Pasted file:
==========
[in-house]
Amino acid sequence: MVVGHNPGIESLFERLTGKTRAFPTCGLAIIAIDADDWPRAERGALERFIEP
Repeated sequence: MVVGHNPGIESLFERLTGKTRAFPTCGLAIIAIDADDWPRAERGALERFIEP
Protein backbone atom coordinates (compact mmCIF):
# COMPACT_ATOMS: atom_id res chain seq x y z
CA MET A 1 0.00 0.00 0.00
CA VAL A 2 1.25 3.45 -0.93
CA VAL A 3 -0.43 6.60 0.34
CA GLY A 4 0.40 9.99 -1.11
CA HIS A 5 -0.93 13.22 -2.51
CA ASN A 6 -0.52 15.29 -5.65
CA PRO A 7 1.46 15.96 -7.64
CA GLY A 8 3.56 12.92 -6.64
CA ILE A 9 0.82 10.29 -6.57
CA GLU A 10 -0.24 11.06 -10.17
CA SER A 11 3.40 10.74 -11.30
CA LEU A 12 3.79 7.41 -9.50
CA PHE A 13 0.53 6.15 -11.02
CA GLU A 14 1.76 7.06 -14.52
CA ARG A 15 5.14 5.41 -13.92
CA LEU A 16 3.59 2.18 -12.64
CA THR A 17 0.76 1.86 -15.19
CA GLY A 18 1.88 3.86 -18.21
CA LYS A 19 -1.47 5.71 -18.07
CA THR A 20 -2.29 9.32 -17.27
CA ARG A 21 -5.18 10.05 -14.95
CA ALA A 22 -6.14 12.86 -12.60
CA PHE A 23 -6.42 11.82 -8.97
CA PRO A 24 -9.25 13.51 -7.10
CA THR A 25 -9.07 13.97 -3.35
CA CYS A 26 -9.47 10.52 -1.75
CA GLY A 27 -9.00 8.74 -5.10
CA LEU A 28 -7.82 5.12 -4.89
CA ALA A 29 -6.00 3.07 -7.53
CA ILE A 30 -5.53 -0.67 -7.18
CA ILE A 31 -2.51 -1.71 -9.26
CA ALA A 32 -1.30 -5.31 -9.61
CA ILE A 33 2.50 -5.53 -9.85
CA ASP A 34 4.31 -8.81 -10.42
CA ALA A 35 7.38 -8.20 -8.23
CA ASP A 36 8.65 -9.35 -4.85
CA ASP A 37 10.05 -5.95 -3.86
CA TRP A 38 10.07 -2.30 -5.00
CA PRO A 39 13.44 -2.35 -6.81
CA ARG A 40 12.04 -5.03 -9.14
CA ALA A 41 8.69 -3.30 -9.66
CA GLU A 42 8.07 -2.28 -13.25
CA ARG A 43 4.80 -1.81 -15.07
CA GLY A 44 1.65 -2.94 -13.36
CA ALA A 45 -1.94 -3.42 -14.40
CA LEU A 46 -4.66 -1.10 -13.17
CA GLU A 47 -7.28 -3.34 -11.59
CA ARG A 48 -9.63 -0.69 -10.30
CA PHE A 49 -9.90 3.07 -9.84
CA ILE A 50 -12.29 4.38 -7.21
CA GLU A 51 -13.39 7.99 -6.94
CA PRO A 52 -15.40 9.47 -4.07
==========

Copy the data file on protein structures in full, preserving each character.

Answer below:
[in-house]
Amino acid sequence: MVVGHNPGIESLFERLTGKTRAFPTCGLAIIAIDADDWPRAERGALERFIEP
Repeated sequence: MVVGHNPGIESLFERLTGKTRAFPTCGLAIIAIDADDWPRAERGALERFIEP
Protein backbone atom coordinates (compact mmCIF):
# COMPACT_ATOMS: atom_id res chain seq x y z
CA MET A 1 0.00 0.00 0.00
CA VAL A 2 1.25 3.45 -0.93
CA VAL A 3 -0.43 6.60 0.34
CA GLY A 4 0.40 9.99 -1.11
CA HIS A 5 -0.93 13.22 -2.51
CA ASN A 6 -0.52 15.29 -5.65
CA PRO A 7 1.46 15.96 -7.64
CA GLY A 8 3.56 12.92 -6.64
CA ILE A 9 0.82 10.29 -6.57
CA GLU A 10 -0.24 11.06 -10.17
CA SER A 11 3.40 10.74 -11.30
CA LEU A 12 3.79 7.41 -9.50
CA PHE A 13 0.53 6.15 -11.02
CA GLU A 14 1.76 7.06 -14.52
CA ARG A 15 5.14 5.41 -13.92
CA LEU A 16 3.59 2.18 -12.64
CA THR A 17 0.76 1.86 -15.19
CA GLY A 18 1.88 3.86 -18.21
CA LYS A 19 -1.47 5.71 -18.07
CA THR A 20 -2.29 9.32 -17.27
CA ARG A 21 -5.18 10.05 -14.95
CA ALA A 22 -6.14 12.86 -12.60
CA PHE A 23 -6.42 11.82 -8.97
CA PRO A 24 -9.25 13.51 -7.10
CA THR A 25 -9.07 13.97 -3.35
CA CYS A 26 -9.47 10.52 -1.75
CA GLY A 27 -9.00 8.74 -5.10
CA LEU A 28 -7.82 5.12 -4.89
CA ALA A 29 -6.00 3.07 -7.53
CA ILE A 30 -5.53 -0.67 -7.18
CA ILE A 31 -2.51 -1.71 -9.26
CA ALA A 32 -1.30 -5.31 -9.61
CA ILE A 33 2.50 -5.53 -9.85
CA ASP A 34 4.31 -8.81 -10.42
CA ALA A 35 7.38 -8.20 -8.23
CA ASP A 36 8.65 -9.35 -4.85
CA ASP A 37 10.05 -5.95 -3.86
CA TRP A 38 10.07 -2.30 -5.00
CA PRO A 39 13.44 -2.35 -6.81
CA ARG A 40 12.04 -5.03 -9.14
CA ALA A 41 8.69 -3.30 -9.66
CA GLU A 42 8.07 -2.28 -13.25
CA ARG A 43 4.80 -1.81 -15.07
CA GLY A 44 1.65 -2.94 -13.36
CA ALA A 45 -1.94 -3.42 -14.40
CA LEU A 46 -4.66 -1.10 -13.17
CA GLU A 47 -7.28 -3.34 -11.59
CA ARG A 48 -9.63 -0.69 -10.30
CA PHE A 49 -9.90 3.07 -9.84
CA ILE A 50 -12.29 4.38 -7.21
CA GLU A 51 -13.39 7.99 -6.94
CA PRO A 52 -15.40 9.47 -4.07